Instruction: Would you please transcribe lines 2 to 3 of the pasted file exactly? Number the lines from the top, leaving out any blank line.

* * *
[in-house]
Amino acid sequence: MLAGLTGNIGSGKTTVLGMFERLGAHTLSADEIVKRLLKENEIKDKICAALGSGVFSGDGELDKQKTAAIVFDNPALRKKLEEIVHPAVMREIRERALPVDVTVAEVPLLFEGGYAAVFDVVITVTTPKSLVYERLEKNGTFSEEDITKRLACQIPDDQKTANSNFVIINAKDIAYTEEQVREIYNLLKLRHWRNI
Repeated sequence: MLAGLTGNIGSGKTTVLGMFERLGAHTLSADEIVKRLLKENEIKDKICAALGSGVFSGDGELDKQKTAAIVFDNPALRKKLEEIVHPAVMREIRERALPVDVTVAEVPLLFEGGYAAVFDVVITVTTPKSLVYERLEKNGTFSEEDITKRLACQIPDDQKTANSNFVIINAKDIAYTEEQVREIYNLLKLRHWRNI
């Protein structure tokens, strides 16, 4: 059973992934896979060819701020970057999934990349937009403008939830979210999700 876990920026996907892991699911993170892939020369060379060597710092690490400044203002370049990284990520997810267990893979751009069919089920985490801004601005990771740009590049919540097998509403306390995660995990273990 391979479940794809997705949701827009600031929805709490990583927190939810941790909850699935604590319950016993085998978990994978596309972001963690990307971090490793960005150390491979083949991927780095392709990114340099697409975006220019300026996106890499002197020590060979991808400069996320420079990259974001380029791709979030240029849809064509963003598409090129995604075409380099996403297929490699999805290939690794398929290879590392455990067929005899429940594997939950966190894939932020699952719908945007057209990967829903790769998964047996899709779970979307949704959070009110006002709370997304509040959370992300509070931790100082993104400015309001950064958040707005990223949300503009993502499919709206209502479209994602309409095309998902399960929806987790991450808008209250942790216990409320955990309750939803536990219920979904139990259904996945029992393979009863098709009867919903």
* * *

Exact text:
Amino acid sequence: MLAGLTGNIGSGKTTVLGMFERLGAHTLSADEIVKRLLKENEIKDKICAALGSGVFSGDGELDKQKTAAIVFDNPALRKKLEEIVHPAVMREIRERALPVDVTVAEVPLLFEGGYAAVFDVVITVTTPKSLVYERLEKNGTFSEEDITKRLACQIPDDQKTANSNFVIINAKDIAYTEEQVREIYNLLKLRHWRNI
Repeated sequence: MLAGLTGNIGSGKTTVLGMFERLGAHTLSADEIVKRLLKENEIKDKICAALGSGVFSGDGELDKQKTAAIVFDNPALRKKLEEIVHPAVMREIRERALPVDVTVAEVPLLFEGGYAAVFDVVITVTTPKSLVYERLEKNGTFSEEDITKRLACQIPDDQKTANSNFVIINAKDIAYTEEQVREIYNLLKLRHWRNI